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Keynote speaker: Iarla Flynn from Google to talk about how new technology are changing the way we live, learn and work.

The Lifelong Learning Summit in Lillehammer is a meeting place where business and higher education meets to develop lifelong learning for the future. Iarla Flynn, Director of Public Policy and Government Affairs for Google in Northern Europe, represents a key business in the digitalisation of the society.

Flynn will talk about how new technology – as machine learning robotics and virtual reality – are reshaping how we work and live, and the need for a major reskilling effort.

Read more about Iarla Flynn and what he will present here: http://konferanser.hil.no/icdellls2019/iarla-flynn/


Have you ever heard of the 70:20:10 model when discussing learning?

The model indicates that 70 % of learning comes from on-the-job experiences, 20 % from informal learning and 10 % from formal education and courses. If only 10 % of the learning in organisations is achieved by formal courses and studies, what is the role of the education sector? Glenn Ruud, Global Learning and Development Director at Wilhelmsen, will talk about his experience with the  70:20:10 model, and he will challenge the educational sector through his key note presentation on the ICDE Lillehammer Lifelong Learning Summit in February. 

More information and registration: www.icdellls2019.no


Asha Kanwar, Commonwealth of Learning, is a key note speaker at the Lillehammer Conference

Asha Kanwar, President & CEO Commonwealth of Learning will be one of the key note speakers at the conference. She will address the topic “Achieving Lifelong Learning for All: How far have we come and what next?”.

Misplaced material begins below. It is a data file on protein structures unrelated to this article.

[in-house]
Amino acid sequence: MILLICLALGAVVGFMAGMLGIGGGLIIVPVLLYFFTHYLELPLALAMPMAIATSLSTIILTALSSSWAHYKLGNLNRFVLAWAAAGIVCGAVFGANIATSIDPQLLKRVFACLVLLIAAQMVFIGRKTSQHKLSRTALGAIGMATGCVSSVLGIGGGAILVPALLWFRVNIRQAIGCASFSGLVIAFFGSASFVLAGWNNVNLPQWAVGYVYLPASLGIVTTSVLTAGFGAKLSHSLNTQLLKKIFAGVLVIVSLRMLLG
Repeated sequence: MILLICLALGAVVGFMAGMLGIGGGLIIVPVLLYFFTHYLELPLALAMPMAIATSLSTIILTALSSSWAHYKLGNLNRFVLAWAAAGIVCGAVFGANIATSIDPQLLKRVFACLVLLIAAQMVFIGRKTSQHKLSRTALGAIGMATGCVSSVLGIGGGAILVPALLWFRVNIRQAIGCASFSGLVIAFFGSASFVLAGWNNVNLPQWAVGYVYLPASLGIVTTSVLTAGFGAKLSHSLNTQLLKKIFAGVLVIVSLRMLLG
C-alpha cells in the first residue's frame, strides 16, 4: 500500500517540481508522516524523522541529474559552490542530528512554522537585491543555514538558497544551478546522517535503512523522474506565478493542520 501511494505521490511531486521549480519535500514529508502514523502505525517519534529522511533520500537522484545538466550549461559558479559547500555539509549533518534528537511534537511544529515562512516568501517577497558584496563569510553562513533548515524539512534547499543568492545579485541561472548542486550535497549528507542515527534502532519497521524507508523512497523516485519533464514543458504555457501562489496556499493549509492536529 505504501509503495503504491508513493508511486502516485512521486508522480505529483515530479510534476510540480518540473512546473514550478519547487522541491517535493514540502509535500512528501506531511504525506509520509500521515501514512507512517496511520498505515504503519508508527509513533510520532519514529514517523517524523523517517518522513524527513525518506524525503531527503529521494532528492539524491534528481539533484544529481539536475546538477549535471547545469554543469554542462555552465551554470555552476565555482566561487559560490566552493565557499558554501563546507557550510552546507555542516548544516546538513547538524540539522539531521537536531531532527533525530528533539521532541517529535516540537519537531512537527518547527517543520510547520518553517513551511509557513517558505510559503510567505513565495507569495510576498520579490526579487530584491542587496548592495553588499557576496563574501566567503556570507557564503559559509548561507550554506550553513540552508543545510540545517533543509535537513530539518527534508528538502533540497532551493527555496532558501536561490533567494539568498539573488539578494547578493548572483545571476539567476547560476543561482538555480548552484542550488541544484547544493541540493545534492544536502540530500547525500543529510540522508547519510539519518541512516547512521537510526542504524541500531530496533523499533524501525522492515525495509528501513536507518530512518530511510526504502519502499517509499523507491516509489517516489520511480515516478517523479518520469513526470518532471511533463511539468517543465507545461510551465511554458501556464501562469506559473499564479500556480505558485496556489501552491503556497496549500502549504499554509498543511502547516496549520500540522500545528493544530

The Sustainable Development Goals (SDGs) position lifelong learning as a key component in the blueprint for achieving peace and prosperity by 2030. Three years into the implementation of the 2030 Agenda, governments have made important strides toward achieving SDG4, which aims to ‘ensure inclusive and equitable quality education and lifelong learning opportunities for all’. It is an ambitious goal that covers the entire spectrum of formal, non-formal and informal learning and explicitly focuses on quality, equity and including people with disabilities. Despite the significant progress made by governments, there is still a lack of conceptual clarity about what lifelong learning means, how it can be achieved and how it will be measured. This presentation provides an overview of progress toward SDG4 at a global level, highlighting the status of lifelong learning in five regions of the world. Specific countries include Australia, Malta, Singapore, South Africa and Trinidad and Tobago. What are the strategies, challenges and best practices that can be drawn from their specific experiences?  The lessons learned have implications for policy and practice at a global level. Current trends indicate that the targets listed in SDG 4 will not be met by 2030. There is a pressing need for a paradigm shift where open, distance and technology enabled approaches will have a key role to play if lifelong learning opportunities for all are to become a concrete reality.